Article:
Politicians all over Europe are once again turning their attention to the menacing world of high-end financial investment – and they don’t like what they are seeing one bit.
Franz Muentefering, the German vice-chancellor, last week repeated his notorious comparison between hedge fund investors and "locusts". Across the border in France, Nicholas Sarkozy launched another attack on hedge funds, urging a new European tax on "speculative" money flows. Add to that the growing chorus of critics within national parliaments, and it is hard to avoid the conclusion that hedge funds and other active investors are facing a head-on assault.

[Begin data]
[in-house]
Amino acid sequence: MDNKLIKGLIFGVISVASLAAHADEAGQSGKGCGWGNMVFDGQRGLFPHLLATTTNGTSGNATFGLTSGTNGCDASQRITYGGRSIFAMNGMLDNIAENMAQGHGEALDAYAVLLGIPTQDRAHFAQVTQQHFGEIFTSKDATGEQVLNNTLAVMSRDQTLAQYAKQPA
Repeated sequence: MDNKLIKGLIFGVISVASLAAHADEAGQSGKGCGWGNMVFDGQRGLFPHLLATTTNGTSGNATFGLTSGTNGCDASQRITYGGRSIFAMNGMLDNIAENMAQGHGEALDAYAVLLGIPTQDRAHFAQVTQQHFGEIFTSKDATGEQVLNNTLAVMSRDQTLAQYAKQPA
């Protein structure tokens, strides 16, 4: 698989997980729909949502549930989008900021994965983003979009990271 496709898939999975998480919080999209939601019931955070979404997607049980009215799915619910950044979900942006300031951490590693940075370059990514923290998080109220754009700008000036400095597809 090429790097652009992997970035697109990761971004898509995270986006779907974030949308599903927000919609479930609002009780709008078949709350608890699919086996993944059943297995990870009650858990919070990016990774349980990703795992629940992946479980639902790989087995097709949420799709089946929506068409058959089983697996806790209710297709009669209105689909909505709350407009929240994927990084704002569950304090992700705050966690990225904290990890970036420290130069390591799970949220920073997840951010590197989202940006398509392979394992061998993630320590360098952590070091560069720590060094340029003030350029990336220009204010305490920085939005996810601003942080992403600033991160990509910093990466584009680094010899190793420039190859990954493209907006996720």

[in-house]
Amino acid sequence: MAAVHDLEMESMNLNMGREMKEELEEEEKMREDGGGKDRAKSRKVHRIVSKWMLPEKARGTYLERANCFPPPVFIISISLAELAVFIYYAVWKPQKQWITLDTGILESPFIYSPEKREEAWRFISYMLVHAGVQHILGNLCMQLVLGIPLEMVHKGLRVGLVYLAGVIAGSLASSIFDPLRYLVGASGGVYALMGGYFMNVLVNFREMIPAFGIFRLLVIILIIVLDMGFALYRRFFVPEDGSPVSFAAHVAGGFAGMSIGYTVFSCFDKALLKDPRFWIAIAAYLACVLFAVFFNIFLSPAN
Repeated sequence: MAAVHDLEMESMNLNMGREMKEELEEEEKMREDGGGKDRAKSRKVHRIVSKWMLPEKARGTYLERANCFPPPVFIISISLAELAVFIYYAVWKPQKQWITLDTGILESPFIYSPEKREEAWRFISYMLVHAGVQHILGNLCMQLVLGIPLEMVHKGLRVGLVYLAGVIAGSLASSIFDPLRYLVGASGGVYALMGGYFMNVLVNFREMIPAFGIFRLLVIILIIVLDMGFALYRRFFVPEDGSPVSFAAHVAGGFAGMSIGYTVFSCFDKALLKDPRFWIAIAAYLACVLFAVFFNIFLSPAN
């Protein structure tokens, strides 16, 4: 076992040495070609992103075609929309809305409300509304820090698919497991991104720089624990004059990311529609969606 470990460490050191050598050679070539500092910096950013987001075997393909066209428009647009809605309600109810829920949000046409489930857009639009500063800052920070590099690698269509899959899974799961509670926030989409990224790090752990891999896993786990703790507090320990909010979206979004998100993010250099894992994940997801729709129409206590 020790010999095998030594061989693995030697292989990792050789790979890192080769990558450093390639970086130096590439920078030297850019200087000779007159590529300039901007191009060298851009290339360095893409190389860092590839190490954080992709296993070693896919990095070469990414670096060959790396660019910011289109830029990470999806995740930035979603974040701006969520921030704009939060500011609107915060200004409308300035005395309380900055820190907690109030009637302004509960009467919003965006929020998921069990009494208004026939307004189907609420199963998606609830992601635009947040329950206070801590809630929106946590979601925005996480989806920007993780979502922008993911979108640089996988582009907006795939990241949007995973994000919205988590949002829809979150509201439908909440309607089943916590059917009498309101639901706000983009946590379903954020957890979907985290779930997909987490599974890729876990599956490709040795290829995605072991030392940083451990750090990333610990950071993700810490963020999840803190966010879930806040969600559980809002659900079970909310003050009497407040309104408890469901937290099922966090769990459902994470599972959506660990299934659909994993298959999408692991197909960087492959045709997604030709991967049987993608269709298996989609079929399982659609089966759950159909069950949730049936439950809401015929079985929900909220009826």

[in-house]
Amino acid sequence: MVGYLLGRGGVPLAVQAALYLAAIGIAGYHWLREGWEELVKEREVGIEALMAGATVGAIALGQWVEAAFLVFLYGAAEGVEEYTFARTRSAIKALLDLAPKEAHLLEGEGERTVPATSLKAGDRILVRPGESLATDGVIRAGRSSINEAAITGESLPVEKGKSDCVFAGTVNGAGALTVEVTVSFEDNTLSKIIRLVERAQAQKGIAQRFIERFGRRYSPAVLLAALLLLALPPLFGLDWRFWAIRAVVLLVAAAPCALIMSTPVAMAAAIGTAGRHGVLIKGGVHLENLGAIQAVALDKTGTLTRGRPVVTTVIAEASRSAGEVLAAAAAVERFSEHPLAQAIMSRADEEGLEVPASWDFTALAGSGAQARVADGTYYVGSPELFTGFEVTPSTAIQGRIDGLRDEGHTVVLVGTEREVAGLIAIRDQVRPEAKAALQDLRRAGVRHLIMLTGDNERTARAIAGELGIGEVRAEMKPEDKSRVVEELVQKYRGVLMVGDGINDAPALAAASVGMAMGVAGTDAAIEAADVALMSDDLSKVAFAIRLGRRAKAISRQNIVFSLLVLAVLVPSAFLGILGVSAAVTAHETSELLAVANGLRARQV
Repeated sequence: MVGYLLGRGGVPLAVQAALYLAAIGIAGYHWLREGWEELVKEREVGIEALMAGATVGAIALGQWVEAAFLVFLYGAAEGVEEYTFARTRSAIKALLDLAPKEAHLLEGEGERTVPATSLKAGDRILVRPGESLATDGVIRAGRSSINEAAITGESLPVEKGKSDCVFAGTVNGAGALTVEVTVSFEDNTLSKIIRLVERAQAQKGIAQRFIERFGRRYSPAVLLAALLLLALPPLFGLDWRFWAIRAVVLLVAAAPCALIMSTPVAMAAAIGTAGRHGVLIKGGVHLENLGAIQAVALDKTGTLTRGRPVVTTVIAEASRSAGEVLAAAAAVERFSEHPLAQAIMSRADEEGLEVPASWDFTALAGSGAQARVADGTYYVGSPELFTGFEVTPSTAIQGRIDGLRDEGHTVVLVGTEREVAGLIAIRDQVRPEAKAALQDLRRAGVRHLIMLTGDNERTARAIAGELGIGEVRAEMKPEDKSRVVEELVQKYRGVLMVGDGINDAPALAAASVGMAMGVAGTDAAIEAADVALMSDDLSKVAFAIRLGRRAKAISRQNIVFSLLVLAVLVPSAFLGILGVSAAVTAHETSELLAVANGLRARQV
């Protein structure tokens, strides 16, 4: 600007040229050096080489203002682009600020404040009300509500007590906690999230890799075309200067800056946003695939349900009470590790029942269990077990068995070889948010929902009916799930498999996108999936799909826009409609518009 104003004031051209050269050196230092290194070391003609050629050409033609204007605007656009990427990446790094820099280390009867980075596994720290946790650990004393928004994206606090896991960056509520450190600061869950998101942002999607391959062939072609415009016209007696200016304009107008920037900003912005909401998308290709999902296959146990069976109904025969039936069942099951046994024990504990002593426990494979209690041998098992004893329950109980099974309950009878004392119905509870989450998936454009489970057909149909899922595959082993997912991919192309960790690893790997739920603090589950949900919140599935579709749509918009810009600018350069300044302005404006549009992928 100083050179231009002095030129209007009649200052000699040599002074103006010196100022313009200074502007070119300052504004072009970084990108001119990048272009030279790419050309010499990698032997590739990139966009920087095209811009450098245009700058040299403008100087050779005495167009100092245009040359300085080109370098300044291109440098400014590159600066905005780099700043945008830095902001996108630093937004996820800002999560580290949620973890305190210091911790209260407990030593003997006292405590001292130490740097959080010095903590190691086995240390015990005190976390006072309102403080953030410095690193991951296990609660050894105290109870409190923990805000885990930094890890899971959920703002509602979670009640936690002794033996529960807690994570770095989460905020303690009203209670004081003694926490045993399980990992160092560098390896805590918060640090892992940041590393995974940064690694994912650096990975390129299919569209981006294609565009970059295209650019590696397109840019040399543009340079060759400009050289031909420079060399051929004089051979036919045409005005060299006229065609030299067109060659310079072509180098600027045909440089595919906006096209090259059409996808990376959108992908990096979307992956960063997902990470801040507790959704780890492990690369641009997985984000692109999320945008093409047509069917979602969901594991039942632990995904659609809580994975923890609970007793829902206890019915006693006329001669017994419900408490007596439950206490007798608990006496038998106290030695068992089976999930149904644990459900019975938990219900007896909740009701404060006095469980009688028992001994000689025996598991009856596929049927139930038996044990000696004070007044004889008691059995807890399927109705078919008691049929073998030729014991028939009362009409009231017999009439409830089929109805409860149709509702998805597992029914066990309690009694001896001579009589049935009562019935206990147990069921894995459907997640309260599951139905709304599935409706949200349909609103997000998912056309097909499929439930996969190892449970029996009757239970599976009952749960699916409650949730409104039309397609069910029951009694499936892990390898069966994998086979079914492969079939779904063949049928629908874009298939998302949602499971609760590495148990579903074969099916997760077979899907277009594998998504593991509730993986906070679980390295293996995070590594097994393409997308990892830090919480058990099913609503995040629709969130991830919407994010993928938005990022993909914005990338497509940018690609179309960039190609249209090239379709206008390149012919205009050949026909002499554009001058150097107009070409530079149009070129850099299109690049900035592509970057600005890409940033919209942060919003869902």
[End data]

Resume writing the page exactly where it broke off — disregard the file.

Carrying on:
Few people feel much much sympathy for the managers of hedge funds and private equity groups. They are spectacularly well-rewarded for their labours, and – compared to politicians or managers of listed companies – they face little public scrutiny or the risk of humiliation in the mass media.